By Samantha Boh, The Straits Times
Eat too much or exercise too little and you get fat: that’s what most people believe.
But obesity is far more complicated, with multiple causes which differ from person to person, said Harvard Medical School’s Associate Professor Lee Kaplan, an expert in the field. How each person responds to a specific type of treatment for weight loss also varies, making it important to look at tailored treatments, including a combination of surgery and medication, he believes.
Prof Kaplan was in Singapore recently to speak about his research into obesity and its treatments at the Obesity and Metabolic Surgery Society of Singapore’s Annual Scientific Meeting, held at the National University of Singapore.
He blames changes in the modern environment for influencing the body to try to collect too much fat: factors include stress, sleep deprivation, and changes in the quality and the nature of the food we eat.
The 2010 National Health Survey revealed that 10.8 per cent of people in Singapore aged 18 to 69 are obese, putting them at risk of diseases such as heart disease and type 2 diabetes.
Prof Kaplan told The Straits Times that people with obesity have the “thermostat” for how much body fat is needed set wrong, which causes them to overeat. “So they are hungry at a body weight where they should be full,” he explained.
Prof Kaplan, who is also director of the Obesity, Metabolism and Nutrition Institute at Massachusetts General Hospital in the United States, said scientists have over the years learnt more about the mechanisms that cause obesity and the way the environment acts to promote it.
More is also being understood about how there are different types of obesity and different types of patients. Research led by the British Sheffield University on more than 4,000 people with a body mass index of 30 or more was published in the Journal Of Public Health in April, in which it identified six different types of obese people: heavy drinking young men, young healthy women, unhappy and anxious middle-aged people, affluent and healthy older people, physically sick but happy older people, and those with the poorest health.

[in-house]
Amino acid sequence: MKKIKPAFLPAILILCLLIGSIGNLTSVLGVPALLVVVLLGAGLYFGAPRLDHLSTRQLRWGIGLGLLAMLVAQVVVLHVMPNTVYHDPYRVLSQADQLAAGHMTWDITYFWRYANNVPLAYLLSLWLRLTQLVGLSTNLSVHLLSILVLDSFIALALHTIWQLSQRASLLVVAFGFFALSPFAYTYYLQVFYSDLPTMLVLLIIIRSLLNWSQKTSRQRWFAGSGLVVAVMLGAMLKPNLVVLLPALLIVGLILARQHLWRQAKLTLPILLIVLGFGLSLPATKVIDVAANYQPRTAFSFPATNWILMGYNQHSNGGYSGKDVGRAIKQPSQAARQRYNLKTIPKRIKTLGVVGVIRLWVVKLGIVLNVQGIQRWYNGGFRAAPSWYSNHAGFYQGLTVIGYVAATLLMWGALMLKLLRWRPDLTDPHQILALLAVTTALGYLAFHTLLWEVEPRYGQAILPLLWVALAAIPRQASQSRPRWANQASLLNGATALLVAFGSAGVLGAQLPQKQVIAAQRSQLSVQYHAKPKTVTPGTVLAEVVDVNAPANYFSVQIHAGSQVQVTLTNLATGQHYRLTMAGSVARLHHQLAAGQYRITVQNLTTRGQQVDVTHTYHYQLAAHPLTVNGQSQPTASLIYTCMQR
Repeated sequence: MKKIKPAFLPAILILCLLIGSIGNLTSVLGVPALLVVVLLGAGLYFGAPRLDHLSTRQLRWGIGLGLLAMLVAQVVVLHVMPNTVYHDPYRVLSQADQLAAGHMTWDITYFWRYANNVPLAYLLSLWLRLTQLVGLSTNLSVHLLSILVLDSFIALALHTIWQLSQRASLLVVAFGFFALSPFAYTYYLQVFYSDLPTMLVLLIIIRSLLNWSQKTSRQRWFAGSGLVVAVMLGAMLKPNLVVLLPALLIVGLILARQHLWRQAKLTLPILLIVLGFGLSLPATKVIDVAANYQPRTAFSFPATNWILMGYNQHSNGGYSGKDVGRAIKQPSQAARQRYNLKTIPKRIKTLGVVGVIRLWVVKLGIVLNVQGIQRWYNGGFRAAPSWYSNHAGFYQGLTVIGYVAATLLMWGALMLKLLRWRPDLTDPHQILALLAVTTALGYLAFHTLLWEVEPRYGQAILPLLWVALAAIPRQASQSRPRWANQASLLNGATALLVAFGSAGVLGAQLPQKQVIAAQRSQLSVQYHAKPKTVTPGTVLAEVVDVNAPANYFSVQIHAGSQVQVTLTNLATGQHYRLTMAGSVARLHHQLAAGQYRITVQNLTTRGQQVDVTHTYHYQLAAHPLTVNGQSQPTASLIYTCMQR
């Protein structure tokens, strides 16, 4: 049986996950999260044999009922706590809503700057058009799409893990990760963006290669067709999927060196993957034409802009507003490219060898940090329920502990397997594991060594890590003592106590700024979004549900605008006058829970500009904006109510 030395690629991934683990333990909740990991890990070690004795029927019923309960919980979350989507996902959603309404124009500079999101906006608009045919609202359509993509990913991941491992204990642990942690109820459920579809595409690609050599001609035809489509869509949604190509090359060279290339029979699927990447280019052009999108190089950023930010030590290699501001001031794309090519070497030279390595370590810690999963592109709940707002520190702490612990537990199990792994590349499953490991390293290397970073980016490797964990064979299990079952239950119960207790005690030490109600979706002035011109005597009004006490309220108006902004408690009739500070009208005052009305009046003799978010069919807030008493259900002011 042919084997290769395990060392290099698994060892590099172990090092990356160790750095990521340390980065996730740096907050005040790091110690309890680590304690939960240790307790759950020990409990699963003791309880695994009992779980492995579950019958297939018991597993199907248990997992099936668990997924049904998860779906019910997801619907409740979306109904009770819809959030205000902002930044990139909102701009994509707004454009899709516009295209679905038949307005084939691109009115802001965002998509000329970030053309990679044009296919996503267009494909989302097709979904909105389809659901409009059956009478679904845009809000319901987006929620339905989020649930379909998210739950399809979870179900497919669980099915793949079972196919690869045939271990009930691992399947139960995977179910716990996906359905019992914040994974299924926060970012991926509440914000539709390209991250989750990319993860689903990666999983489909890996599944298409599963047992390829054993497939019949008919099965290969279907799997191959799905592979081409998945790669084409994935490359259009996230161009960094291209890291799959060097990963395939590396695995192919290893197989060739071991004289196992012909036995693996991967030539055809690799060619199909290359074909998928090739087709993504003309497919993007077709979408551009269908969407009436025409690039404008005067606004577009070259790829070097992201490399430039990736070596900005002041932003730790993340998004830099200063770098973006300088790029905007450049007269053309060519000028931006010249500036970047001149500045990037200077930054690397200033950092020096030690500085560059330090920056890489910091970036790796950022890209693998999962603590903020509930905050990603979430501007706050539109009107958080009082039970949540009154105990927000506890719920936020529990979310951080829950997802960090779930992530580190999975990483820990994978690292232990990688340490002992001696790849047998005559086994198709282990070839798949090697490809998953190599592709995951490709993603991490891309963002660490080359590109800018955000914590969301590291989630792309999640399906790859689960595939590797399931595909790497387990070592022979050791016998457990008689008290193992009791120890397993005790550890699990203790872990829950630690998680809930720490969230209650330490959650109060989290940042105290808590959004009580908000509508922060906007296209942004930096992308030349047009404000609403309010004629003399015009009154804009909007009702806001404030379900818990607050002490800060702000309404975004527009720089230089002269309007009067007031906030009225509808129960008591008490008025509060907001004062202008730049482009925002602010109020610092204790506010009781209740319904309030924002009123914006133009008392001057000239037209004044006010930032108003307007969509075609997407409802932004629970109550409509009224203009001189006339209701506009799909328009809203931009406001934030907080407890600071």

Studies have also found that surgery works through physiological mechanisms to decrease appetite and increase resting energy expenditure, and not by limiting food intake.
Research led by Prof Kaplan has identified a group of genes that predicts the degree of weight loss after a gastric bypass – a procedure in which a small stomach pouch is created and connected directly to the middle of the small intestine – in individual patients, which could point to whether this operation will be best for a patient.
Other available weight loss surgery includes lap band surgery, in which an inflatable ring is placed near the top of the stomach to restrict the amount of food ingested, and sleeve surgery to remove a large part of the stomach permanently.
The team found that not all pathways known to regulate body weight are activated in gastric bypass surgery, making such pathways potential targets for drugs to enhance the effects of surgery, said Prof Kaplan.
His centre in the US is one of the forerunners in combination therapy, using medication after surgery to enhance the effects of weight loss. With more research on the topic, more centres are also starting to adopt such methods. The National University Hospital (NUH) started using a combination of surgery and drugs for obese patients in 2013.
Said Dr Asim Shabbir, senior consultant at the NUH Centre for Obesity Management and Surgery: “For years, we believed the patient was doing something wrong and that is why he or she had not lost weight.
“But now after research we have understood that everybody behaves differently.”
Dr Asim, who is president of the Obesity and Metabolic Surgery Society of Singapore, said complementing surgery with medical therapy has achieved good results.
Prof Kaplan said research in the next few years will make it easier to predict what will work best for each patient. “It is going to be slow progress… but eventually we would like to be able to say to the next person walking in the door, this person needs this kind of therapy,” he said.